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I have 2 tables in SQL database, User and Company.

User belongs to one company.

So user table has UserID & CompanyID (foreign key)

Company can have multiple users. One of them will be the company owner.

So company table has CompanyID & UserID (foreign key)

One user can be the owner of only one company. How can I enforce that?

Is it ok to have such a circular reference? Or should I have a third table CompanyOwner with CompanyID and UserID columns?

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    If you are using a specific DBMS it would be helpful to tag this question with it.
    – Hannah Vernon
    Feb 23, 2018 at 17:16

1 Answer 1

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In SQL Server, I might accomplish this using a cross reference table between "companies" and "users" where only a single row can be an owner for a given company, via the presence of a unique non-clustered index.

For example:

USE tempdb; --create this test in tempdb

IF OBJECT_ID(N'dbo.CompaniesUsers', N'U') IS NOT NULL
DROP TABLE dbo.CompaniesUsers;

IF OBJECT_ID(N'dbo.Users', N'U') IS NOT NULL
DROP TABLE dbo.Users;

IF OBJECT_ID(N'dbo.Companies', N'U') IS NOT NULL
DROP TABLE dbo.Companies;
GO

CREATE TABLE dbo.Users
(
    UserID int NOT NULL
        CONSTRAINT PK_Users
        PRIMARY KEY CLUSTERED
        IDENTITY(1,1)
    , UserName varchar(100) NOT NULL
        CONSTRAINT UQ_Users_UserName
        UNIQUE
);

CREATE TABLE dbo.Companies
(
    CompanyID int NOT NULL
        CONSTRAINT PK_Companies
        PRIMARY KEY CLUSTERED
        IDENTITY(1,1)
    , CompanyName varchar(100) NOT NULL
        CONSTRAINT UQ_Companies_CompanyName
        UNIQUE
);

CREATE TABLE dbo.CompaniesUsers
(
    CompanyID int NOT NULL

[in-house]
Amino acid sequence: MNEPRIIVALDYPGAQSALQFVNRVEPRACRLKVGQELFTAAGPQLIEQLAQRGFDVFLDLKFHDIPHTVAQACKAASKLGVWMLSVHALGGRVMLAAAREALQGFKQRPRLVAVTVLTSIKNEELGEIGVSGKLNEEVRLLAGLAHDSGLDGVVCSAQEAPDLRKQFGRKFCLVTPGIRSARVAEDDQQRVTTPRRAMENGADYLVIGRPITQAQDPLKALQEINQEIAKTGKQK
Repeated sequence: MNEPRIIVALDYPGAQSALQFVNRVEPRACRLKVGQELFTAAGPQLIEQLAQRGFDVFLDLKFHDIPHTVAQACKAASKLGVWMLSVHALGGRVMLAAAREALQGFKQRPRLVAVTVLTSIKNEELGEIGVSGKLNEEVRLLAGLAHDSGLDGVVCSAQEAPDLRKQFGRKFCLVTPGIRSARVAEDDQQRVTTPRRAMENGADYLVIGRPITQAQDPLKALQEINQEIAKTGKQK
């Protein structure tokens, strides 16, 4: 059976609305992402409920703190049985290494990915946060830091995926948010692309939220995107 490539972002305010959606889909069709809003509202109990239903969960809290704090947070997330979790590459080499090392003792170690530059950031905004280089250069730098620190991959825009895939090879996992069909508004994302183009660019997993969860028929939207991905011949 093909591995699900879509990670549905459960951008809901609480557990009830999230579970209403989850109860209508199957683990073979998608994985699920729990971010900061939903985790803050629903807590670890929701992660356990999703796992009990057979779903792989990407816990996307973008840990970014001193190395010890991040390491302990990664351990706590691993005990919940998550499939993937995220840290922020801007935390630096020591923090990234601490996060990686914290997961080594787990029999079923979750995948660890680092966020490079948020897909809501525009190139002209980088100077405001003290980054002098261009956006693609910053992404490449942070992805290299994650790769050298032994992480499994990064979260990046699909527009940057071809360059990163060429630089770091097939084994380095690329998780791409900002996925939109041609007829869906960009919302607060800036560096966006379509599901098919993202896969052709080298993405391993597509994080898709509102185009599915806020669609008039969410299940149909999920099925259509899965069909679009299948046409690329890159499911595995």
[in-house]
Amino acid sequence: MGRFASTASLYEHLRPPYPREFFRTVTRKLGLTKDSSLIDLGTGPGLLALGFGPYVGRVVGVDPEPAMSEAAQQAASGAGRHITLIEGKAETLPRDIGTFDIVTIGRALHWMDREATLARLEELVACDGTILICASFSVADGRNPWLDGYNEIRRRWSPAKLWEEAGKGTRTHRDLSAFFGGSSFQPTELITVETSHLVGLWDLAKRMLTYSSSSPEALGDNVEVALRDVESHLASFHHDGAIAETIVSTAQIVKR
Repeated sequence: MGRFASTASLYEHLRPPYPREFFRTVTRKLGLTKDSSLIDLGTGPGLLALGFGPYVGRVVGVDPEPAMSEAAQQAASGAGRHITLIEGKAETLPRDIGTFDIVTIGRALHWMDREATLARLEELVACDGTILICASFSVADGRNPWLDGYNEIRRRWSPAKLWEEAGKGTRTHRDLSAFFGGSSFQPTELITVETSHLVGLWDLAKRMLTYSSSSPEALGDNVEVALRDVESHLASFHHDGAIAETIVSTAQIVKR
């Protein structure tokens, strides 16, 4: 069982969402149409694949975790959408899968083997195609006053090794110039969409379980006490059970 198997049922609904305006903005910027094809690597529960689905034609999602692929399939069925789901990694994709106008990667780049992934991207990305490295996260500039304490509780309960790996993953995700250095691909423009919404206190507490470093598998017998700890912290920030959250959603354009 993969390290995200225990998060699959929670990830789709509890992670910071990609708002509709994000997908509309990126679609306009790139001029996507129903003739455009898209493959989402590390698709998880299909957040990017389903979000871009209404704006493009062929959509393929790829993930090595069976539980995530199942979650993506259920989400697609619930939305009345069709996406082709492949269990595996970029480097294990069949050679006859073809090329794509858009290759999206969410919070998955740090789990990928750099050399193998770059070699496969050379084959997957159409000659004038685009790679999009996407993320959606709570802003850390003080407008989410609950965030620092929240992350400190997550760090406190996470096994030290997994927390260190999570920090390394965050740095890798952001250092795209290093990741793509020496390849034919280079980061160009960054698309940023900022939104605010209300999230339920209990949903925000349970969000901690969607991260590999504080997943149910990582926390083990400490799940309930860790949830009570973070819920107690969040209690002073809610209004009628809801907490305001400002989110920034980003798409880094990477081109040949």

CONSTRAINT FK_CompanyUsers_CompanyID
        FOREIGN KEY
        REFERENCES dbo.Companies(CompanyID)
    , UserID int NOT NULL
        CONSTRAINT FK_CompanyUsers_UserID
        FOREIGN KEY
        REFERENCES dbo.Users(UserID)
    , CompanyOwner bit NOT NULL
        CONSTRAINT DF_CompanyUsers_Owner
        DEFAULT ((0))
);

CREATE UNIQUE NONCLUSTERED INDEX IX_CompanyUsers
ON dbo.CompaniesUsers(CompanyID, CompanyOwner)
INCLUDE (UserID)
WHERE CompanyOwner = 1;

Here I'll insert some test data to show how this works. First, two "users":

INSERT INTO dbo.Users (UserName)
VALUES ('owner 1')
    , ('owner 2');

And, now, a "Company":

INSERT INTO dbo.Companies (CompanyName)
VALUES ('Company 1');

If I attempt to make both users an owner of the company, the statement fails:

INSERT INTO dbo.CompaniesUsers (CompanyID, UserID, CompanyOwner)
VALUES (1, 1, 1)
    , (1, 2, 1);

Msg 2601, Level 14, State 1, Line 62
Cannot insert duplicate key row in object 'dbo.CompaniesUsers' with unique index 'IX_CompanyUsers'. The duplicate key value is (1, 1).

However, if I only allow one of the users to be the "owner", then the insert works:

INSERT INTO dbo.CompaniesUsers (CompanyID, UserID, CompanyOwner)
VALUES (1, 1, 1)
    , (1, 2, 0);

SELECT *
FROM dbo.CompaniesUsers
╔═══════════╦════════╦══════════════╗
║ CompanyID ║ UserID ║ CompanyOwner ║
╠═══════════╬════════╬══════════════╣
║         1 ║      1 ║            1 ║
║         1 ║      2 ║            0 ║
╚═══════════╩════════╩══════════════╝

If you need to ensure a "user" can own at most a single "company", then this unique, non-clustered index, should do the trick:

CREATE UNIQUE NONCLUSTERED INDEX IX_CompanyUsers_1
ON dbo.CompaniesUsers(UserID, CompanyOwner)
INCLUDE (CompanyID)
WHERE CompanyOwner = 1;

I originally missed the requirement that a "user" can only be a member of a single "company". With that in mind, you'd need to add this index (the "IX_CompanyUsers_1" index would be unnecessary):

CREATE UNIQUE NONCLUSTERED INDEX IX_CompanyUsers_2
ON dbo.CompaniesUsers(UserID)
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